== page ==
This put me in the uncomfortable position of agreeing with the professional agitator Stephen A. Smith, who railed about the decision on SportsCenter. He wasn’t wrong. Nor was Atlas, who said the decision owed to incompetence or corruption. He was right. There’s simple no other explanation.

Still, I called Lou DiBella on Sunday morning for a professional opinion. DiBella is a longtime promoter, the founder of DiBella Entertainment and before that a boxing executive at HBO. He knows the sport as well anyone and had watched the bout on Saturday, and he told me that “three sixth graders who had never seen a fight before would have been more accurate.”

“There’s no way on God’s earth that a rational person who knew anything about boxing could have scored the fight for Horn,” DiBella continued. “He showed great heart but landed fewer than eight punches a round.”

It’s hard to disagree with the furor over the decision. But what that means for boxing as a sport and the casual sports fan who flipped to ESPN last night to catch Pacquiao’s first action on cable since 2005 is more nuanced and more complicated.

I agree with DiBella that those who know boxing and who follow the sport regularly were not surprised, even though I imagine everyone in that category felt that Pacquaio won. DiBella cited two other bouts from the last three days that he considered terrible scores: Robert Easter Jr.’s win at lightweight over Denis Shafikov (DiBella thought Easter won but not 120-108 like two judges had it) and Ivan Golub’s loss to Jamontay Clark at welterweight in a bout DiBella said Golub clearly won.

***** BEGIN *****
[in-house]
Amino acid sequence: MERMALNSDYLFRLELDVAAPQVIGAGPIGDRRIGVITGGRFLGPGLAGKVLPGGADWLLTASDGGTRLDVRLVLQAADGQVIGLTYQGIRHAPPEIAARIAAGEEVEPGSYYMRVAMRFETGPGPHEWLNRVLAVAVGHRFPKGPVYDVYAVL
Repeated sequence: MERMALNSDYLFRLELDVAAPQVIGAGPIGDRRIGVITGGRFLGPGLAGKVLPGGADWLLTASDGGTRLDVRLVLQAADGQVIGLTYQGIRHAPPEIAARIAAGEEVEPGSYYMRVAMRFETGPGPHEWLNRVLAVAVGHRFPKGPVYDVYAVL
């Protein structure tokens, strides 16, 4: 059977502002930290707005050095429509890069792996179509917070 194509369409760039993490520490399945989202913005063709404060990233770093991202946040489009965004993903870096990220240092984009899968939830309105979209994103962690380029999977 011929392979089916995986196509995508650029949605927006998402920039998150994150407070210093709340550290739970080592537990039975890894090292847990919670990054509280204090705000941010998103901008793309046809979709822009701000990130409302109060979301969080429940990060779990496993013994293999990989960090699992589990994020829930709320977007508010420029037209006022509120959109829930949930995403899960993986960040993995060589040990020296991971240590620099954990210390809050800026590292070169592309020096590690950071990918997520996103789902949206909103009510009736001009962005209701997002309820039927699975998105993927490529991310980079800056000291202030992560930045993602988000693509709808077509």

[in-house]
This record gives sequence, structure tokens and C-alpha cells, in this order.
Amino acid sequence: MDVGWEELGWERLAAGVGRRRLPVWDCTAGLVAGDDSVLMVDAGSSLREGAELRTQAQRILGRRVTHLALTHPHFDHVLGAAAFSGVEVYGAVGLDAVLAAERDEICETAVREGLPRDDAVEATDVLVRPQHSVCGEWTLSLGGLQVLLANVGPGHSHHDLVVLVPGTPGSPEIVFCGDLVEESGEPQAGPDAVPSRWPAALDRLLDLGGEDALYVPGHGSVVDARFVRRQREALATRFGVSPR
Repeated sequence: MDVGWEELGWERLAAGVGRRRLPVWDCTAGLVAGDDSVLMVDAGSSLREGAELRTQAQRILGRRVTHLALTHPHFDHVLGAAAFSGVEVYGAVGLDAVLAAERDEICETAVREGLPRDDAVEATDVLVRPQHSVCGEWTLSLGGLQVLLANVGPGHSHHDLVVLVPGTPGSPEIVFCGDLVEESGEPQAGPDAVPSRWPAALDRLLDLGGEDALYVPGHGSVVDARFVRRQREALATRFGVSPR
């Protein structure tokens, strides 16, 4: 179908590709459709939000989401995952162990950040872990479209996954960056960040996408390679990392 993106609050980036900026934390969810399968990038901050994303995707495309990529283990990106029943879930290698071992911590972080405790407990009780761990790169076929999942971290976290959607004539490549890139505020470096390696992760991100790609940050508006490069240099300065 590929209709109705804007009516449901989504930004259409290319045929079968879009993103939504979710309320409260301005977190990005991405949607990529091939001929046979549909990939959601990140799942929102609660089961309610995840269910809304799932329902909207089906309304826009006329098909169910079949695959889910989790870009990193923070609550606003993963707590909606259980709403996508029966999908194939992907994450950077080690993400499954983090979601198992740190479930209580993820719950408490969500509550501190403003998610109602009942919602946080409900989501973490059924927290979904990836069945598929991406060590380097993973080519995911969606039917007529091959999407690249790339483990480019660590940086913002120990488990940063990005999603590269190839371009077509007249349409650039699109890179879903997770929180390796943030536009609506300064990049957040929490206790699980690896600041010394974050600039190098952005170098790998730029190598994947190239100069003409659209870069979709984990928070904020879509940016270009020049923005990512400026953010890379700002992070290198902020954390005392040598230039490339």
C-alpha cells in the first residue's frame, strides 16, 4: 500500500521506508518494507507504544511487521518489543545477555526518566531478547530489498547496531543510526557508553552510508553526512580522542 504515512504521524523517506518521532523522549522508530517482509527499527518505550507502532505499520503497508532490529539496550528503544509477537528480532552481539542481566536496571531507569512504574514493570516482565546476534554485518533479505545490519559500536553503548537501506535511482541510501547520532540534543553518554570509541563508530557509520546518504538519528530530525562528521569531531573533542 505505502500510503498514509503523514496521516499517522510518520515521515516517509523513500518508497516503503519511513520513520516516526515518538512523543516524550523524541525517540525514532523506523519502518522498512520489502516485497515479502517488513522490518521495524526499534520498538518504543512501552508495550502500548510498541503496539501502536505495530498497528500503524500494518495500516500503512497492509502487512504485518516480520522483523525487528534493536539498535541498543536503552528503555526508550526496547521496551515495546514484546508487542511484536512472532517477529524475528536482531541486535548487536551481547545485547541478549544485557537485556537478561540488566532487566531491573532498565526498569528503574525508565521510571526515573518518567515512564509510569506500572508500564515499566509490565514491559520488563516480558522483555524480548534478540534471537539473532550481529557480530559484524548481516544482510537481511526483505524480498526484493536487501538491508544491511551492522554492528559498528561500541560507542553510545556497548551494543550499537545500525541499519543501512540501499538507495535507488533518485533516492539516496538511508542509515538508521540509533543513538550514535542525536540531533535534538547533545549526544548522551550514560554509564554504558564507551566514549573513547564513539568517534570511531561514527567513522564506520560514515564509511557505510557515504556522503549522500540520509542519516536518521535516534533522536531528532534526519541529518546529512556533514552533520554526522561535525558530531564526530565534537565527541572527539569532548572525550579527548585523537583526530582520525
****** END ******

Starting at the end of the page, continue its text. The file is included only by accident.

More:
“Boxing fans are so used to this kind of garbage,” DiBella said. “Questionable judging on three fights in two days over one weekend reinforces the narrative that’s a major contributing factor in what turned the sport of kings into something that’s now in the ‘other sports’ column on major web sites. It’s been a long, steady decline downward and the expectations of boxing fans don’t preclude nights like last night. Boxing fans expect that decisions like that are somewhat routine.”

I agree with DiBella that the fact Horn lost even though three judges said he won should not take away from his performance. He entered the Pacquaio fight a heavy underdog and pressured Pacquiao from the opening bell to the final one, exposing Pacquiao as a champion whose prime has ended, who is no longer the powerful, dizzying, spectacular athlete who charmed the sports world en route to winning fighter of the decade (and to underscore that point, he was the fighter of the last decade, not this one). Horn met an Old Pacquiao and turned in the proverbial fight of his life. Respect. “He still lost,” DiBella said. “And it was a Rocky I-like performance. But anyone who watched Rocky-1 knows that Rocky lost.”

DiBella also scored the fight 9-3 in Pacquiao’s favor. He even watched the replay of the bout on ESPN as late Saturday turned to early Sunday. Started to watch, anyway, and turned it off after six rounds. His opinion had only hardened upon a second look. He didn’t even make it to the ninth round on his repeat viewing, which is where Pacquiao battered Horn so badly the referee told Horn that if he didn’t show anything in the 10th the ref would stop the fight.

But DiBella doesn’t think this laughable Pacquiao decision will deter fans from watching the sport in the months ahead. I agree with him that it won’t deter boxing fans and I agreed when he told me that “those fans hold low expectations for boxing in regard to the veracity of what they’re going to see” and added that “last night was just another night at the office.” But I think the casual sports fan, someone who rarely watches boxing but paid for Mayweather-Pacquiao two years ago and plans to watch the spectacle that will pit welterweight king Floyd Mayweather against MMA star Conor McGregor this August, will see boxing less as a worthy option for big bouts and more as a joke. That hurts the sport in ways that will continue to push it toward irrelevance, whether two million curious suckers pay $100 to watch Mayweather-McGregor or not. That makes boxing less sustainable than it already is, especially outside of its hardcore fanbase.